The Case for Good Jobs

A quality-jobs focus can be transformative for your business

High-quality jobs can create real short- and long-term cost savings for your business’ bottom line. Not only that, quality jobs provide your employees with greater financial security, enhance productivity, and support professional and personal success. As a retail business owner, you have the opportunity to shape the quality of jobs you offer in a way that works for your business and your employees. 

Improving job quality isn’t easy. We know that retail small businesses operate in an increasingly competitive landscape, often with thin margins, a tight labor pool, and significant time and resource constraints. However, small changes over time to job quality can enhance your business’ performance and we want to help show you how. We created this toolkit to remove the guesswork from the “how” of creating quality jobs and strengthening your business. 

There are three main reasons why you would want to focus on quality jobs in your business: 

It’s the right thing to do

Do you believe meeting your employees’ basic needs is the right thing to do? Are you comfortable as a leader if a significant portion of your workforce is on public assistance? 

We know you want to do right by your employees and be a model business within your community. Focusing on good jobs can enhance your company’s reputation, drawing in both customers as well as high quality talent because of the way you run your business. 

It’s a financial opportunity

How much are high turnover, operational and customer service problems, low productivity, and waste costing you? What would your performance look like if you tackled some of these obstacles through good jobs?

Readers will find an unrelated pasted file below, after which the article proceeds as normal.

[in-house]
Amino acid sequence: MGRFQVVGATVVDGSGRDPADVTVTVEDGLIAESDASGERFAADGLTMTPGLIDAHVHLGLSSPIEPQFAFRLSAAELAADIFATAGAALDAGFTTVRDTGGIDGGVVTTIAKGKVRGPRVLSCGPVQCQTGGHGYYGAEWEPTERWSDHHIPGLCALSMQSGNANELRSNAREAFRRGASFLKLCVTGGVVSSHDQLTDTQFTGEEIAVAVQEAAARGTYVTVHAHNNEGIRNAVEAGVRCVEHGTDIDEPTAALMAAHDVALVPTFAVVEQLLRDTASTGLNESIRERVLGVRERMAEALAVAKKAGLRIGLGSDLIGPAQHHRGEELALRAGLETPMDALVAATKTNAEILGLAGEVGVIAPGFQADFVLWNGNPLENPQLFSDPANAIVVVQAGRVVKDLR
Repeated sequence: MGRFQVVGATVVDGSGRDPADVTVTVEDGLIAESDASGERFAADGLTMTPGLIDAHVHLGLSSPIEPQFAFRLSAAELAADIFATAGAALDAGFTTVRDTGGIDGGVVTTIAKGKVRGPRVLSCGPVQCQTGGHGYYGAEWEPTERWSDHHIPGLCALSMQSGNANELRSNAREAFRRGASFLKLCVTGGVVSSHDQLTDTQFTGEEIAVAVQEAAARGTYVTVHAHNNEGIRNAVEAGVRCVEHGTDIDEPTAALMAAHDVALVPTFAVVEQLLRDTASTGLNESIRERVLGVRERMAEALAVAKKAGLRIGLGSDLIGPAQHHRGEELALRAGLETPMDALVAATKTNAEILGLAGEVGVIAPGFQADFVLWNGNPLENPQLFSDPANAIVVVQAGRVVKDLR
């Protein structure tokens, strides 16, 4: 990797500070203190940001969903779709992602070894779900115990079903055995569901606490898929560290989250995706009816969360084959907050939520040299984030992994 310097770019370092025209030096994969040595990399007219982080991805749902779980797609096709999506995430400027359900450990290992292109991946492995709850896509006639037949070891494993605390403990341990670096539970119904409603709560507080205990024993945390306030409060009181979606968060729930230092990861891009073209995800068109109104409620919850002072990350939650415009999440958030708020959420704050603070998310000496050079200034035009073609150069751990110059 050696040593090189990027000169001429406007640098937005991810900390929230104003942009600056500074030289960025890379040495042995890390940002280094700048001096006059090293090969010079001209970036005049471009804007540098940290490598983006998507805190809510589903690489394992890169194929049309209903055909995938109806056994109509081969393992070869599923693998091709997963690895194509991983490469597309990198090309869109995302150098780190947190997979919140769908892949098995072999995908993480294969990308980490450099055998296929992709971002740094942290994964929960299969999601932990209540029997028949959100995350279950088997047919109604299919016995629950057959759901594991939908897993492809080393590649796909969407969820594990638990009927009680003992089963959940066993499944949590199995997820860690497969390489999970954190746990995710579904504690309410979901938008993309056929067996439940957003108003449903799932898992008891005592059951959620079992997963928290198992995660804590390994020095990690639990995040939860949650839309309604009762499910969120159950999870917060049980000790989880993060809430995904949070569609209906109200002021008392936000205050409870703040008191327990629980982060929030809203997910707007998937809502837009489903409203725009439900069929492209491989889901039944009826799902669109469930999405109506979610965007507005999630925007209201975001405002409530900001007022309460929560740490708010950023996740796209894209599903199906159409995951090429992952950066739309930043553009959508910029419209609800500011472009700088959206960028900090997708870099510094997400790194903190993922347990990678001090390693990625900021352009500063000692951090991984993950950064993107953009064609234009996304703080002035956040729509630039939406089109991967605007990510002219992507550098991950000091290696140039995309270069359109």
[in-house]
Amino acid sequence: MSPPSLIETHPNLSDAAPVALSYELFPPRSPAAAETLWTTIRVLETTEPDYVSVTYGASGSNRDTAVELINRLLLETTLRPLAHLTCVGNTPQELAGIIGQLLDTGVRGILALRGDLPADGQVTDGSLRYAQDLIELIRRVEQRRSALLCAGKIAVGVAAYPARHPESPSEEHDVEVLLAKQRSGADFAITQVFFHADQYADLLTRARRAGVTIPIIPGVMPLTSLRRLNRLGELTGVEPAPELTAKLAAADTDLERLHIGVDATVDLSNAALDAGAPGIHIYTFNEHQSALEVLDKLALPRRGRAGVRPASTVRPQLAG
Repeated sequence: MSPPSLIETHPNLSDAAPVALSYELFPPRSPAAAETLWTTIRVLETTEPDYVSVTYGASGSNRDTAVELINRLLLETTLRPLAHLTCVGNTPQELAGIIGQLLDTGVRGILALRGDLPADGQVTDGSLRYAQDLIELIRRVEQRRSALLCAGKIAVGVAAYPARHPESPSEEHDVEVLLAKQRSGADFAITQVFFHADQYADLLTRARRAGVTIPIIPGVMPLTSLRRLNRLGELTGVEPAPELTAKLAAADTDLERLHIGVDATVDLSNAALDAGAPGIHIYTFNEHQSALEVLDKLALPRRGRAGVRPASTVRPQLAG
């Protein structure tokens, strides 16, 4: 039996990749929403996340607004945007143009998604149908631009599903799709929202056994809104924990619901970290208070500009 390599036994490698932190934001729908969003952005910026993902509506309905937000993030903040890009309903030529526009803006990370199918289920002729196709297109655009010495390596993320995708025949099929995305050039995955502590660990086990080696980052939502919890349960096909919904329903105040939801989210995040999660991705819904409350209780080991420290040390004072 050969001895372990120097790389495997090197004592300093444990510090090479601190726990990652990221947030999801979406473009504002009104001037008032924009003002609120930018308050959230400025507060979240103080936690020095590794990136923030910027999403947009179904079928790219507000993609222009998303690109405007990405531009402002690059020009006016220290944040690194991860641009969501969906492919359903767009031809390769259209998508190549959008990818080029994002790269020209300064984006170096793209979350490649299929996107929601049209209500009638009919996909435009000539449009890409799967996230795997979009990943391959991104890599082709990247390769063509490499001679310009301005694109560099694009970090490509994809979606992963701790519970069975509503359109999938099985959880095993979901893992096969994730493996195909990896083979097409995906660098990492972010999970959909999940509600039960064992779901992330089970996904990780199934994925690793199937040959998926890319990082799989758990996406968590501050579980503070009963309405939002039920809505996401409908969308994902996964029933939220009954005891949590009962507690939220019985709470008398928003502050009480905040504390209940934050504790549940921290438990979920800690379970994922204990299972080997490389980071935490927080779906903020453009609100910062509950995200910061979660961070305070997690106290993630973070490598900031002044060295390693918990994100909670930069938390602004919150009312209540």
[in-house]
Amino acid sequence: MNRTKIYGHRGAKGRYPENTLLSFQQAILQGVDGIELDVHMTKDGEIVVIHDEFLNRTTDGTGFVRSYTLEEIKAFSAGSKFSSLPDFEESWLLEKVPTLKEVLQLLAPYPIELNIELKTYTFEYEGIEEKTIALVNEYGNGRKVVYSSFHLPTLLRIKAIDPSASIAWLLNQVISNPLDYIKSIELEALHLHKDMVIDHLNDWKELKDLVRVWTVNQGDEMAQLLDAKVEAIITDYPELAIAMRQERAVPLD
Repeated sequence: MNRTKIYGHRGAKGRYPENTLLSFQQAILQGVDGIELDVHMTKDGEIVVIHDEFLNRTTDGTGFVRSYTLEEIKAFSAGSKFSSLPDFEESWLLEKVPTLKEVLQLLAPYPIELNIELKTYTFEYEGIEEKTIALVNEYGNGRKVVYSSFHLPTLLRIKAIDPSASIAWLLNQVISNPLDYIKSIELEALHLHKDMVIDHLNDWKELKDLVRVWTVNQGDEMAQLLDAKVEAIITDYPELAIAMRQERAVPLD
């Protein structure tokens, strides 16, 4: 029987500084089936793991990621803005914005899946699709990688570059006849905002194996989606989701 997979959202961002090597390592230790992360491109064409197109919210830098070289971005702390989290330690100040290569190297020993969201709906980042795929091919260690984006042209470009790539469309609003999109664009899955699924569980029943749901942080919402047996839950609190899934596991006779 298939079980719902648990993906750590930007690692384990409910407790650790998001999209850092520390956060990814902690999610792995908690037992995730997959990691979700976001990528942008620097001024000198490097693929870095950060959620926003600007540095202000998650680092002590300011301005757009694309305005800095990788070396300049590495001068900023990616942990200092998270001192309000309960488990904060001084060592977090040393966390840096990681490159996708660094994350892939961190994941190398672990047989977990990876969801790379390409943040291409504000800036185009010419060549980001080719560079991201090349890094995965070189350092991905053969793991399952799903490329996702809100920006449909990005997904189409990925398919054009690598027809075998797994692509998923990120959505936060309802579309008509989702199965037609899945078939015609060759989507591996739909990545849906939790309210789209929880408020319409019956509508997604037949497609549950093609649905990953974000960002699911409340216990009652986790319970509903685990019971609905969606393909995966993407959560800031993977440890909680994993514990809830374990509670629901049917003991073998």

Investing in your workforce is no simple feat, with labor expenses often accounting for more than 10% of retailers’ revenues. However, cutting labor costs through low wages, insufficient benefits, and lack of training can have serious implications on your staff ’s productivity, turnover, commitment, levels of customer service—and therefore your bottom line. 

According to Zeynep Ton of The Good Jobs Institute, “When retailers view labor not as a cost to be minimized but as a driver of sales and profits, they create a virtuous cycle. Investment in employees allows for excellent operational execution, which boosts sales and profits, which allows for a larger labor budget, which results in even more investment in store employees.” 

It’s a competitive advantage

Are you providing a compelling reason for customers to buy from your business? Can you adapt to changes in the business environment, including changes in customer needs and technology, and to higher minimum wages? 

Retail small businesses operate in an increasingly competitive market, especially with rising minimum wages and a growing number of laws related to workers’ rights to stable schedules and paid leave. Proactively taking steps such as raising wages, providing scheduling that works for your employees and your business, and streamlining operations can help your business provide exceptional customer service and enable you to readily adapt to market- and legislation-based changes.